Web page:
It is known that storage nodes of a SAN could be RAID (Redundant Array of Independent Disks) controllers. RAID controllers are also known as array controllers since they are typically operable to present storage to a SAN with or without operating in redundancy modes. The RAID controllers could be configured to serve multiple logical units of storage. Each logical unit may represent a physical disk or tape drive, or be formed from part of one, all of one, or a combination of several, disk drives with or without redundancy. Each logical unit is a storage resource intended for use by a set of one or more compute nodes, where the sets of intended compute nodes for each logical unit may differ. Zoning as currently implemented typically restricts communications on a node basis, not a logical unit basis.
Resource providers of a SAN include storage nodes as well as any other node configured to provide resources to the SAN. Similarly, resource users of a SAN include compute nodes as well as any other node configured to use resources available on the SAN. For example, but not by way of limitation, a storage node having a data backup device and a disk device can be simultaneously both a resource provider—providing disk LUNs to the SAN—and a resource user—accessing disk resources of other storage nodes to backup data. Similarly, a storage node having disk devices could be a resource provider—providing disk LUNs to the SAN—and a resource user—transmitting data changes to a second resource provider to maintain a mirrored dataset.
Therefore, security and access control needs to be improved to guarantee data integrity by preventing conflicts. It is also desirable that the security and access controls be capable of management from a single network management point. The Fibre Channel specification does not include a specific mechanism for managing security-related issues, and there is presently no commonly available solution to the above-described problems of providing secure access to shared SAN resources.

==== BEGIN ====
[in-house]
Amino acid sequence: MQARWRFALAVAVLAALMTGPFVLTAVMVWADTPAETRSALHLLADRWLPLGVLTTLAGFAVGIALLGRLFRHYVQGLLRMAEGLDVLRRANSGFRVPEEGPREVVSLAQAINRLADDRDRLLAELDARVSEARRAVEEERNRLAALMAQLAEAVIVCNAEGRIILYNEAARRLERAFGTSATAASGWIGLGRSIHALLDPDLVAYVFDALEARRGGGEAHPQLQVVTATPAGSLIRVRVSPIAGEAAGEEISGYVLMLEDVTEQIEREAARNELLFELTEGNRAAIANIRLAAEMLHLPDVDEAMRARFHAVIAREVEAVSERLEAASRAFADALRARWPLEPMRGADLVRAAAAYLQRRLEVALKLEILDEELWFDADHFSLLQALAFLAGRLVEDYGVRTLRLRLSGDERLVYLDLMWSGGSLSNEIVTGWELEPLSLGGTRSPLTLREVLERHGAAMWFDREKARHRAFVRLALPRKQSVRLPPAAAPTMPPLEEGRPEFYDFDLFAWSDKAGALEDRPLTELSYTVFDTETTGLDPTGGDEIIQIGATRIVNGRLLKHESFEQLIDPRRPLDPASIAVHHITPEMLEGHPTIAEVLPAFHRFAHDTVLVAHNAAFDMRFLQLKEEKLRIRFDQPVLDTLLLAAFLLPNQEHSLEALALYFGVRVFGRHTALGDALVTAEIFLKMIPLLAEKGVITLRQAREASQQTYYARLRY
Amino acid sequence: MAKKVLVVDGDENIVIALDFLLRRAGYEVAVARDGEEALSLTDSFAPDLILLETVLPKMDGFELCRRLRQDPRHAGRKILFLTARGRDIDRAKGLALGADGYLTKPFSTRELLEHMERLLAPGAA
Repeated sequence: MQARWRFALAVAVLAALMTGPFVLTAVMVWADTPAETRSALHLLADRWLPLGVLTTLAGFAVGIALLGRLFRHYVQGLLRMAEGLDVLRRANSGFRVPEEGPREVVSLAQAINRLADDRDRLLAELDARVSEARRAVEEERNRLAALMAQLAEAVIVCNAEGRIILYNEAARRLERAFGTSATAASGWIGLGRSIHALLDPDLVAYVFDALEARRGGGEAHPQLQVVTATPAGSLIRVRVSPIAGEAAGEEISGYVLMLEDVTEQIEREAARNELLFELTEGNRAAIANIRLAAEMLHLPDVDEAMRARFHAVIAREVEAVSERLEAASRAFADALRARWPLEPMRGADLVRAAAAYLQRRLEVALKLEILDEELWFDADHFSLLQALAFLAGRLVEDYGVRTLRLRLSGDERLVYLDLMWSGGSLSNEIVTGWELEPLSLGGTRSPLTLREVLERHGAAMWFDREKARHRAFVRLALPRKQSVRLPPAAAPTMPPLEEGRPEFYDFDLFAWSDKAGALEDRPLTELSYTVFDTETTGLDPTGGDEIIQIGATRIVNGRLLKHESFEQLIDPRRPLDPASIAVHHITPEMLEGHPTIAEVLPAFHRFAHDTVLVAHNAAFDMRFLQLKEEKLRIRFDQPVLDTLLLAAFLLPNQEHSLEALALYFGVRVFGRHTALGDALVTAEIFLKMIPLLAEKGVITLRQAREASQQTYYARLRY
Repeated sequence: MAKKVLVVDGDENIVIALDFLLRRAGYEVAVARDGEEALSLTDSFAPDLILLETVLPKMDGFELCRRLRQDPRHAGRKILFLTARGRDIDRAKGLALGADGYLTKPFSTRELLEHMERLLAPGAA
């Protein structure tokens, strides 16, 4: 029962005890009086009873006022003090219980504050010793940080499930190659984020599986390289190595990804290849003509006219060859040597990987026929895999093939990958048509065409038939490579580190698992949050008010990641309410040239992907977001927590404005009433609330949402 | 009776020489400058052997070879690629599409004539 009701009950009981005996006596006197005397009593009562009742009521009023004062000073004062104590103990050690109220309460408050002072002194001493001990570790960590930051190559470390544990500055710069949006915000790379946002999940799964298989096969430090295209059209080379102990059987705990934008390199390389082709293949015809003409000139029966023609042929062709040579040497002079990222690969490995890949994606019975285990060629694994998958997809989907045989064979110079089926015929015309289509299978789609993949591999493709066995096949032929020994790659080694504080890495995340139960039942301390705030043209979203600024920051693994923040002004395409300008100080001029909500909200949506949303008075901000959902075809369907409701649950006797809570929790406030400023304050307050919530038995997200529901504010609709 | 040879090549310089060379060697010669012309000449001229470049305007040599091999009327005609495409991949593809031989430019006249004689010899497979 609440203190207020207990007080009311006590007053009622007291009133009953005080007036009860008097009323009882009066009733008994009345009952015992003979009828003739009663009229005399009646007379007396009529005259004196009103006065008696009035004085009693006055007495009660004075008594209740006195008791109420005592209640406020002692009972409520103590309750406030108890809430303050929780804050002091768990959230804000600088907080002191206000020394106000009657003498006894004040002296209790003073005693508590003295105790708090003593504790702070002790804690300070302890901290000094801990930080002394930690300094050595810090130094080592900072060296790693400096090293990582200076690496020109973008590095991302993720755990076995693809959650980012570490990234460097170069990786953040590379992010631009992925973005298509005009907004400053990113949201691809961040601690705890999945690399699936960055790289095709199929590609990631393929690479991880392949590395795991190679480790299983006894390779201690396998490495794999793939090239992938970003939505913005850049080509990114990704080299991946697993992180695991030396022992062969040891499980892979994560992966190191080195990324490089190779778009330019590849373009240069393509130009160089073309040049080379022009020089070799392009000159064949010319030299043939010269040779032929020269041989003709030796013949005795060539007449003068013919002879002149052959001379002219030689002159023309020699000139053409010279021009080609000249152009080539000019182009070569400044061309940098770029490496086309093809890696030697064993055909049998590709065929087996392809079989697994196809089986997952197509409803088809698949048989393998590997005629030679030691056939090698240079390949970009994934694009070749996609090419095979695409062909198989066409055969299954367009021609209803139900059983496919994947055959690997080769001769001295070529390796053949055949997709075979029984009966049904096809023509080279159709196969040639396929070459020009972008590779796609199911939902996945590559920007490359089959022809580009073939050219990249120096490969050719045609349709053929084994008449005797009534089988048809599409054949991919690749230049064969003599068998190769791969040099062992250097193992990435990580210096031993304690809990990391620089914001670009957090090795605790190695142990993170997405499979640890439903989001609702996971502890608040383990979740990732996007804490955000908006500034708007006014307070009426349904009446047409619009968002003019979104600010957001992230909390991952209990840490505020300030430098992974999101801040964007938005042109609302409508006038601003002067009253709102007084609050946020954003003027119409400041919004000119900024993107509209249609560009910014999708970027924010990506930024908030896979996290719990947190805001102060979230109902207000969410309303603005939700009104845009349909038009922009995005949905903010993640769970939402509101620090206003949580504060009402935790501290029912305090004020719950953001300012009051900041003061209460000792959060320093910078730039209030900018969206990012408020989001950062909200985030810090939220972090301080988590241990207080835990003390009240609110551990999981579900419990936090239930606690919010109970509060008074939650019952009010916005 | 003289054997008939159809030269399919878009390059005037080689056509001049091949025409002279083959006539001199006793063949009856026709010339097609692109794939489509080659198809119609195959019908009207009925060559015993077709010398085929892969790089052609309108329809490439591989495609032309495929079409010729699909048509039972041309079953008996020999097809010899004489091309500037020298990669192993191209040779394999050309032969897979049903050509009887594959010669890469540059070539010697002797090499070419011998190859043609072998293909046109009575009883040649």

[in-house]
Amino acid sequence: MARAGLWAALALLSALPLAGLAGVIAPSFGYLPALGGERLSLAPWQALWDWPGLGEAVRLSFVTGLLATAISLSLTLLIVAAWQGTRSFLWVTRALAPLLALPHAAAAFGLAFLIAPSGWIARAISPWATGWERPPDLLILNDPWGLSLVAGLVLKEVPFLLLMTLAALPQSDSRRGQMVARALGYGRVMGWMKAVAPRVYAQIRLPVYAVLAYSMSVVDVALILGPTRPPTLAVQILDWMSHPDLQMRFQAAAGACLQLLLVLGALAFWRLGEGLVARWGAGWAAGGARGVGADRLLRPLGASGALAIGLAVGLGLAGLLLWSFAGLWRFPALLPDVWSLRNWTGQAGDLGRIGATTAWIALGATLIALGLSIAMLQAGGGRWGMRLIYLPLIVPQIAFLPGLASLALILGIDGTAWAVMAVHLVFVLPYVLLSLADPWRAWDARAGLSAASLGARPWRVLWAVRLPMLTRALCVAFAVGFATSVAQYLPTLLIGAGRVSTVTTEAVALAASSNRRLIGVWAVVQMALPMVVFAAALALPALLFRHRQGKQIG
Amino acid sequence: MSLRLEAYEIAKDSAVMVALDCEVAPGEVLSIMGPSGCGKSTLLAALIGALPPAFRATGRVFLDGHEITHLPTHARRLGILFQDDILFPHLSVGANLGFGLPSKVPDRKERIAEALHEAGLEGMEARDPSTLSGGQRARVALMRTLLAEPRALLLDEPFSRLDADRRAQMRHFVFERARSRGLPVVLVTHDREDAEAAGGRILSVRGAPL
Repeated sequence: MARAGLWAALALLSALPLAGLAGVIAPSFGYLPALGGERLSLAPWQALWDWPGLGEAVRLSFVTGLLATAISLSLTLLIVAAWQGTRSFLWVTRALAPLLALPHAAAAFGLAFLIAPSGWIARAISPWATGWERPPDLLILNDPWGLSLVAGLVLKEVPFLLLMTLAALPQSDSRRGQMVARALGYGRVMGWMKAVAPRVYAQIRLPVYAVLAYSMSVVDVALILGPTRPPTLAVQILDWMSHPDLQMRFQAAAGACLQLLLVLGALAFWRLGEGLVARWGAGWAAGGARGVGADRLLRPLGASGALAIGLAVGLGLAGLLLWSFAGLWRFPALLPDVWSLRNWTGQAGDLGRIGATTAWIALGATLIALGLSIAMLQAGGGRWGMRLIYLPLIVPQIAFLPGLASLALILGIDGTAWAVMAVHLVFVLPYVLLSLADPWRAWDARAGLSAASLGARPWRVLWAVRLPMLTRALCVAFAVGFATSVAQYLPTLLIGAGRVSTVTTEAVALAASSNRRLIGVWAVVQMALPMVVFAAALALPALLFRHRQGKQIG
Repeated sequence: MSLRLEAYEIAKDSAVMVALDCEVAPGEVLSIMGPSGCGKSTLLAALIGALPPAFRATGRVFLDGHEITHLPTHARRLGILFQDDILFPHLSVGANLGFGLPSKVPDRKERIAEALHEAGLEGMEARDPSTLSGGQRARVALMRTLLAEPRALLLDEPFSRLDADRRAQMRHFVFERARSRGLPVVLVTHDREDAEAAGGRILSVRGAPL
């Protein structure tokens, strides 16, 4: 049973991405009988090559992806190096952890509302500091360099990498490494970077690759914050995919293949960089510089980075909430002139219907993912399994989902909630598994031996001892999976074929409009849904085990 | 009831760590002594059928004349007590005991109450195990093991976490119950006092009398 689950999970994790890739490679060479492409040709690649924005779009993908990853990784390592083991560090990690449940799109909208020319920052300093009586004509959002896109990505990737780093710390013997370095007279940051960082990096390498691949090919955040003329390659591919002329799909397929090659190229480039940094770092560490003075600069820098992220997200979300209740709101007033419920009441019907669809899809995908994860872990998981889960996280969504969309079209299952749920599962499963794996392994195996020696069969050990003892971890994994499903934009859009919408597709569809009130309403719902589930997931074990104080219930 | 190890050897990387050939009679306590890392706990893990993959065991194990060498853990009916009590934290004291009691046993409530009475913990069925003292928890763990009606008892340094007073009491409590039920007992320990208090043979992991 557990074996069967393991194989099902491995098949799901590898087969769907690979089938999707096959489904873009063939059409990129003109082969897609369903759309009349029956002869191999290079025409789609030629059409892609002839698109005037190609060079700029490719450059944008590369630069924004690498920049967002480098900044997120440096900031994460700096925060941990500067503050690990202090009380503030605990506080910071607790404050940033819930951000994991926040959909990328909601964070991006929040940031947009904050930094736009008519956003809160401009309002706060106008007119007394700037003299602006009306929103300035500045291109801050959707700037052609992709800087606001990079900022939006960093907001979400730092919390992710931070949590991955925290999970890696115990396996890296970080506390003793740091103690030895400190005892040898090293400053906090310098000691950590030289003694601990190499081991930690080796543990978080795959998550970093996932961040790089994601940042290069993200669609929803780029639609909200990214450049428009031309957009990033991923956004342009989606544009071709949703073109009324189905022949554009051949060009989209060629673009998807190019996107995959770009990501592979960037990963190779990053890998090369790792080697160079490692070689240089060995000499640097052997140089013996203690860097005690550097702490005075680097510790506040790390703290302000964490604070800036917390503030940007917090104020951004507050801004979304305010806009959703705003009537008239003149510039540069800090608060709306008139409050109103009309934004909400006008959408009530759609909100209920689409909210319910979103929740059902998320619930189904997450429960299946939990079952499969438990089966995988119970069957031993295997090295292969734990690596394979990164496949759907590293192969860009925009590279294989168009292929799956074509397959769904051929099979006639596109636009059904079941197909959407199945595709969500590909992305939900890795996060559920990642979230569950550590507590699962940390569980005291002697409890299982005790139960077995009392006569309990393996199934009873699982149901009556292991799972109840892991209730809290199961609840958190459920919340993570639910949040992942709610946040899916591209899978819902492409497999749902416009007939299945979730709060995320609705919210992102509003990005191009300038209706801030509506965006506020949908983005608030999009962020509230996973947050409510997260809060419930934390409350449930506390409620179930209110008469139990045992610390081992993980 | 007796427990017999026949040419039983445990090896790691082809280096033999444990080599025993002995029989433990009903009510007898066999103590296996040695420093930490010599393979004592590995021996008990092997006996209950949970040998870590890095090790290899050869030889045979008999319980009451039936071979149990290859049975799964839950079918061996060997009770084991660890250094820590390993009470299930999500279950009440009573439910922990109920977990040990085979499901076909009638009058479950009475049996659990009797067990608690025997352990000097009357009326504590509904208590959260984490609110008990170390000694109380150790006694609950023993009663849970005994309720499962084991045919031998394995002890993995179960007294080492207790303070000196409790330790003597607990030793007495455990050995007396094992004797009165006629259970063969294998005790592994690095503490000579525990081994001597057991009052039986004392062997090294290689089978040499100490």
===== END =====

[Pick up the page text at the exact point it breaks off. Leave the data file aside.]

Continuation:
Solution to the Problem
The present invention overcomes the aforementioned problems of the prior art and achieves an advance in the field by providing a method for controlling and managing resources on storage area networks (SANs). The method is applicable to a wide range of storage area networks, including large scale storage area networks.
The present system provides a table-driven mechanism whereby resources at the LUN level on the SAN can be allocated to specific resource users. Unless authorized to do so, a compute node or other resource user on the SAN is not allowed to access a particular resource.
Two tables are maintained at each resource provider to control storage resources. These include a table for ‘approved’ storage users (identified by port WWN and node WWN) and the approved resources (typically logical units, or LUNs) to which they have been granted access, and one for ‘not-yet-approved’ storage users (identified by port WWN and node WWN) that can see, but have not been granted resource access approval by, the resource provider. The table of approved storage resource users may be stored in non-volatile memory of each storage RAID controller so that only initial setup of the table is required. If the table of approved hosts/resources is stored in non-volatile memory, the information therein is available after any event that would require a resource user to re-poll for resources, such as a re-boot operation. The table of ‘not-yet-approved’ resource users is provided to allow a system administrator to copy information therefrom to the ‘approved’ table rather than having to enter the information by hand. This ‘not-yet-approved’ table may, but need not, be stored in volatile memory, which is often less expensive than non-volatile memory.